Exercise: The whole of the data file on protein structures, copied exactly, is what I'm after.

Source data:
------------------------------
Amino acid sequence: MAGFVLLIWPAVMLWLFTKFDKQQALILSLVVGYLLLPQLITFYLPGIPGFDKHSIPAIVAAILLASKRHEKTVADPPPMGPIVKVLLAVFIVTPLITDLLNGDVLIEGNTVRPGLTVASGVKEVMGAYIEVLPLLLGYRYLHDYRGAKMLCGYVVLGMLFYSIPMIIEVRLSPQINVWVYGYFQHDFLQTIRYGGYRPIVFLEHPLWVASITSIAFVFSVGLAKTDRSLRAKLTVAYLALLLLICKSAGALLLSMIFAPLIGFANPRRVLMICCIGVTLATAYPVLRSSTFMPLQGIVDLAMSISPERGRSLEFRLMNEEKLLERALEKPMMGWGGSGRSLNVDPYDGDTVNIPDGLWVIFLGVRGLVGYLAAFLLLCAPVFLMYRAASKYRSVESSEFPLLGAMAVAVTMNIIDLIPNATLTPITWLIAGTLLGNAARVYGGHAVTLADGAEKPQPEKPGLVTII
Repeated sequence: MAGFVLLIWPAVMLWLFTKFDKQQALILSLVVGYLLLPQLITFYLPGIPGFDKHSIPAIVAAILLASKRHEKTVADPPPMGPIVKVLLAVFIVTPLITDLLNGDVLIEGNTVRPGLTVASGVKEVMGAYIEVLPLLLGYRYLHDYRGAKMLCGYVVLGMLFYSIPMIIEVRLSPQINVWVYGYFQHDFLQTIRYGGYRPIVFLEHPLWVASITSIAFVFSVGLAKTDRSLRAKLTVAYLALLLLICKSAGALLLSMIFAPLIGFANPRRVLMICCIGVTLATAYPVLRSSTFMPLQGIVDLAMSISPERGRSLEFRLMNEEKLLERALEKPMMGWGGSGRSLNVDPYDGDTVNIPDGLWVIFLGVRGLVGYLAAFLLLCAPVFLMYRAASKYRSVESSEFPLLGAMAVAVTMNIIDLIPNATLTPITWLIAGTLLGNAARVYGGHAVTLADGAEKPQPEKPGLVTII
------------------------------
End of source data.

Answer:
Amino acid sequence: MAGFVLLIWPAVMLWLFTKFDKQQALILSLVVGYLLLPQLITFYLPGIPGFDKHSIPAIVAAILLASKRHEKTVADPPPMGPIVKVLLAVFIVTPLITDLLNGDVLIEGNTVRPGLTVASGVKEVMGAYIEVLPLLLGYRYLHDYRGAKMLCGYVVLGMLFYSIPMIIEVRLSPQINVWVYGYFQHDFLQTIRYGGYRPIVFLEHPLWVASITSIAFVFSVGLAKTDRSLRAKLTVAYLALLLLICKSAGALLLSMIFAPLIGFANPRRVLMICCIGVTLATAYPVLRSSTFMPLQGIVDLAMSISPERGRSLEFRLMNEEKLLERALEKPMMGWGGSGRSLNVDPYDGDTVNIPDGLWVIFLGVRGLVGYLAAFLLLCAPVFLMYRAASKYRSVESSEFPLLGAMAVAVTMNIIDLIPNATLTPITWLIAGTLLGNAARVYGGHAVTLADGAEKPQPEKPGLVTII
Repeated sequence: MAGFVLLIWPAVMLWLFTKFDKQQALILSLVVGYLLLPQLITFYLPGIPGFDKHSIPAIVAAILLASKRHEKTVADPPPMGPIVKVLLAVFIVTPLITDLLNGDVLIEGNTVRPGLTVASGVKEVMGAYIEVLPLLLGYRYLHDYRGAKMLCGYVVLGMLFYSIPMIIEVRLSPQINVWVYGYFQHDFLQTIRYGGYRPIVFLEHPLWVASITSIAFVFSVGLAKTDRSLRAKLTVAYLALLLLICKSAGALLLSMIFAPLIGFANPRRVLMICCIGVTLATAYPVLRSSTFMPLQGIVDLAMSISPERGRSLEFRLMNEEKLLERALEKPMMGWGGSGRSLNVDPYDGDTVNIPDGLWVIFLGVRGLVGYLAAFLLLCAPVFLMYRAASKYRSVESSEFPLLGAMAVAVTMNIIDLIPNATLTPITWLIAGTLLGNAARVYGGHAVTLADGAEKPQPEKPGLVTII